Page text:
Dr Gijs van Soest
will present a Raine Lecture entitled:
Imaging of atherosclerosis with light and sound
on 13 October 2016 at 12 pm
at the McCusker Auditorium, Harry Perkins Institute of Medical Research
Dr Gijs van Soest is an Associate Professor in the Department of Biomedical Engineering of the Thorax Centre at the Erasmus University Medical Centre in Rotterdam, The Netherlands. He worked in a cardiology clinic as a translational researcher, working at the interface between clinical, basic science and engineering disciplines in Rotterdam from 2005. He obtained an MSc degree in Physics in 1997 at the University of Groningen. He was awarded his PhD from the University of Amsterdam in 2001.
Dr Van Soest currently leads the research effort in the Thorax Centre on the development and clinical translation of catheter-based imaging technologies. In his research, he bridges (cardiovascular) medicine, biomedical engineering and optical physics. His integrates a fundamental understanding of the physics and engineering principles of the optical, photoacoustic, and ultrasonic imaging with well-rounded insights in their clinical application. This has led to impressive technological achievements in catheter-based imaging that he and his team pushed from concept-phase through in vitro and in vivo tests, into clinical evaluation. He is an active member of the International Working Group on Intravascular OCT Standardization and Validation and frequently lectures at medical courses on cardiovascular imaging, as well as at engineering conferences on biomedical optics.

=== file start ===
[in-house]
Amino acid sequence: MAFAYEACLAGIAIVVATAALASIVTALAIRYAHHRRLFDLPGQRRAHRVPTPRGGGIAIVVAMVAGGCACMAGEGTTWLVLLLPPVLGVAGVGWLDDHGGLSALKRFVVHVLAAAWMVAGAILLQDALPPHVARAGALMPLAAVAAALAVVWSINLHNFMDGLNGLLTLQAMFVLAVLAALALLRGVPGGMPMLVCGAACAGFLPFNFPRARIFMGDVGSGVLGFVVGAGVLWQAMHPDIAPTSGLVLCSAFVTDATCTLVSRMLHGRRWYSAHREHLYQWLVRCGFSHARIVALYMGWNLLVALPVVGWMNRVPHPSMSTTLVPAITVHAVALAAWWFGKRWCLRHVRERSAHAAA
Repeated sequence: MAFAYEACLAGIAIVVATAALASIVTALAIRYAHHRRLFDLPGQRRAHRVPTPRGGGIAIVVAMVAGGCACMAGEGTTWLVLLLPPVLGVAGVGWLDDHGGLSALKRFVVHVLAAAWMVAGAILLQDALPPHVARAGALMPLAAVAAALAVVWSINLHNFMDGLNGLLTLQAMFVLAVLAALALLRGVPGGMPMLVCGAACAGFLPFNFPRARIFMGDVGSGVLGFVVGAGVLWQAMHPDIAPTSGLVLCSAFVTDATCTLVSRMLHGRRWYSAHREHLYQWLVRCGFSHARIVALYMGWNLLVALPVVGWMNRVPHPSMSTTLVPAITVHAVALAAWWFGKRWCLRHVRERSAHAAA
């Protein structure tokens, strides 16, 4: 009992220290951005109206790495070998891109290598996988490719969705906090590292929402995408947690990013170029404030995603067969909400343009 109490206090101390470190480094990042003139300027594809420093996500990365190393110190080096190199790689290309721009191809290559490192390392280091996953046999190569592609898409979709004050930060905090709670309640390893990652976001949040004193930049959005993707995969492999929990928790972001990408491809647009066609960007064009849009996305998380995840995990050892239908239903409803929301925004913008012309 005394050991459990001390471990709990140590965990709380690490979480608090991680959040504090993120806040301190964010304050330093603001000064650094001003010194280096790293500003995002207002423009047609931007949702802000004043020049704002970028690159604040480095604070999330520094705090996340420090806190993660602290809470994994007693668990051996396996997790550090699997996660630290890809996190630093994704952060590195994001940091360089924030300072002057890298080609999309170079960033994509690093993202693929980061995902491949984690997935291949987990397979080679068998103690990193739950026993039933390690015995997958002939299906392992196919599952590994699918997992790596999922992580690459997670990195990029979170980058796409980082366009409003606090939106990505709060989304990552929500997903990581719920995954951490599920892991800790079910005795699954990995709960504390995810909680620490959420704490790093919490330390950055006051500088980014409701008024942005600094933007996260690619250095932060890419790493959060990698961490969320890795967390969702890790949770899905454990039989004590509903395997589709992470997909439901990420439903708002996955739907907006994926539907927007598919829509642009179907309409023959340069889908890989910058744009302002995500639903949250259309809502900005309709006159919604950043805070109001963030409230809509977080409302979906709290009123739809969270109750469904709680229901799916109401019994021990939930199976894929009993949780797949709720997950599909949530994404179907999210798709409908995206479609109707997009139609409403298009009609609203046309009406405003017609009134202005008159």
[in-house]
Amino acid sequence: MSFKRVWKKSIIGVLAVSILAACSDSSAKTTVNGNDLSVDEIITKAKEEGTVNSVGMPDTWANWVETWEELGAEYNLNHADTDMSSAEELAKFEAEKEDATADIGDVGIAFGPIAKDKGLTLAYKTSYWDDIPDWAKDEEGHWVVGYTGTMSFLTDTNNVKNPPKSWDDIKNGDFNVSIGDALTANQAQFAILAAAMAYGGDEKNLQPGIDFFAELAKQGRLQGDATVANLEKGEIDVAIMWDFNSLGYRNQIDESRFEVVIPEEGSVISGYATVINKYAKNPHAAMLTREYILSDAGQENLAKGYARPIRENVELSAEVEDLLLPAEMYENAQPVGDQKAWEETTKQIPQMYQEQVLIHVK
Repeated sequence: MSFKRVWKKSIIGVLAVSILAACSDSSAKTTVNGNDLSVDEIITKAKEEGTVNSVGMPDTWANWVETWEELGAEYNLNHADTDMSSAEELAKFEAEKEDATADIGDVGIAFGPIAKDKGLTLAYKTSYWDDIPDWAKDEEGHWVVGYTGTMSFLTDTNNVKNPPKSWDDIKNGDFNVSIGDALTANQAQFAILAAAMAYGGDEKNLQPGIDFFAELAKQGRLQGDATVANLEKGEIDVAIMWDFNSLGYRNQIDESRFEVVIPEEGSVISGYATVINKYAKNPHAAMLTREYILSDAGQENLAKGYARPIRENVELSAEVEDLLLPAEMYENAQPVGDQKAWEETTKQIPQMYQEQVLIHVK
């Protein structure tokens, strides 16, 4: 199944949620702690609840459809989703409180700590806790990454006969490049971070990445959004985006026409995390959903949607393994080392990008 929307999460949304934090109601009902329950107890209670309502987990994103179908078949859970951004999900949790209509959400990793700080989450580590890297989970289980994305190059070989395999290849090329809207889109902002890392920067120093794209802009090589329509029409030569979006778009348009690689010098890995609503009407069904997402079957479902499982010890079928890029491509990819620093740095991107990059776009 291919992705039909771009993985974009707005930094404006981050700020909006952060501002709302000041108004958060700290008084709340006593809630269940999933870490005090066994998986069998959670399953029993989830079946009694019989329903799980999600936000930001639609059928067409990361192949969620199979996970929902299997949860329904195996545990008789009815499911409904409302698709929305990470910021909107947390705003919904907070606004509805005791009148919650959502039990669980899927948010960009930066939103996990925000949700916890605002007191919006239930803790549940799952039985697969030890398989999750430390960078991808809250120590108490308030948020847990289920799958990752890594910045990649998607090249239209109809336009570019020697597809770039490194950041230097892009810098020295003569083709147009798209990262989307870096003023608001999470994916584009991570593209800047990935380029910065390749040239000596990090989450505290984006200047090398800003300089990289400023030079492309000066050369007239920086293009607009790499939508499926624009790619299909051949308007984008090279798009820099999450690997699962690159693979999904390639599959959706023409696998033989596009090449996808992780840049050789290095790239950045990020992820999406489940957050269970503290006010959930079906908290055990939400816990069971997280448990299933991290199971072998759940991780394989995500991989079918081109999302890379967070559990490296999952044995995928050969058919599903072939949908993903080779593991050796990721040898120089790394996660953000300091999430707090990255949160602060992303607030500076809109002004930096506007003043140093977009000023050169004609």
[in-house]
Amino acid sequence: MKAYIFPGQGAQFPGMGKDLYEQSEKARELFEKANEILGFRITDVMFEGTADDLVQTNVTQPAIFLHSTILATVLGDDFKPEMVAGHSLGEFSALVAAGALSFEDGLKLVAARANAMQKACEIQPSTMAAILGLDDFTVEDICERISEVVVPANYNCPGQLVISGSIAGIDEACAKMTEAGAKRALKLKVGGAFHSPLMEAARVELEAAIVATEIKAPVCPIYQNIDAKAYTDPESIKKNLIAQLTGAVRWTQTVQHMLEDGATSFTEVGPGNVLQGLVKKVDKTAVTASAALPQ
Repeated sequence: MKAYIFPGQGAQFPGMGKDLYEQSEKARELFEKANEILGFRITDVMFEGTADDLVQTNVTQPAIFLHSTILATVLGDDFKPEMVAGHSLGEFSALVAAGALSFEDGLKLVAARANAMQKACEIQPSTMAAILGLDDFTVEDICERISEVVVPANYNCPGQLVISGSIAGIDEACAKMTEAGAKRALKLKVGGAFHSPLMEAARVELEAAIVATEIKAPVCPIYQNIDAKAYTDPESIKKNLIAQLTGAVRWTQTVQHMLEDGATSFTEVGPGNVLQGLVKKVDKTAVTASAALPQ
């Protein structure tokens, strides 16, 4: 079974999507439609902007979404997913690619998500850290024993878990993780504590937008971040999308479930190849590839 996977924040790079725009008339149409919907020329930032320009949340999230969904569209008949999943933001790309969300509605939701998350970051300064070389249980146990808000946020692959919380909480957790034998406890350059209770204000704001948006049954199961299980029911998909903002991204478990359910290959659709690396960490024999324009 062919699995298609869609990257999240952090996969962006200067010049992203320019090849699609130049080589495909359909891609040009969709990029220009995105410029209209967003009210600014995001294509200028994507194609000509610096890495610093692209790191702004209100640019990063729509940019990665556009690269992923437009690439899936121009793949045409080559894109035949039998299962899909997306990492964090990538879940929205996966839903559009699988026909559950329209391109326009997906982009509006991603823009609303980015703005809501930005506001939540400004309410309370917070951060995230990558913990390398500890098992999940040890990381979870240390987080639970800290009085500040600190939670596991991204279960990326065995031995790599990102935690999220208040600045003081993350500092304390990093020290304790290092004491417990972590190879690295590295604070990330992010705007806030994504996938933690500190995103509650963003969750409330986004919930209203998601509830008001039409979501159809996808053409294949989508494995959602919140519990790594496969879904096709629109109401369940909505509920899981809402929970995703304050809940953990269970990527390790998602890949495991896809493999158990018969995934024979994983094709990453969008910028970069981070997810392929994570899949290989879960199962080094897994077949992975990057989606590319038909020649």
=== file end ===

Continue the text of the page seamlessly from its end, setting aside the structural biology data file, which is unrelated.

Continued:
Atherosclerosis kills through rupture of lipid-containing plaques: contact between necrotic material and blood triggers clot formation, which may lead to distal embolization in the coronary vessels or the brain. Currently, there are no reliable prognostic biomarkers for these cardiovascular and cerebrovascular events. In this lecture, he will discuss how new imaging technology can identify unstable plaques before they rupture, and how imaging can guide interventions on plaques. Specifically, he will present recent work on Heartbeat OCT, a high speed optical method for acquiring microscopic resolution images of a complete vessel in less than a second, and will cover imaging of plaque composition by OCT and photoacoustics, a technique that combines light and sound.
Professor David Sampson
School of Electrical, Electronics & Computer Engineering
The University of Western Australia
Telephone: 6488 7112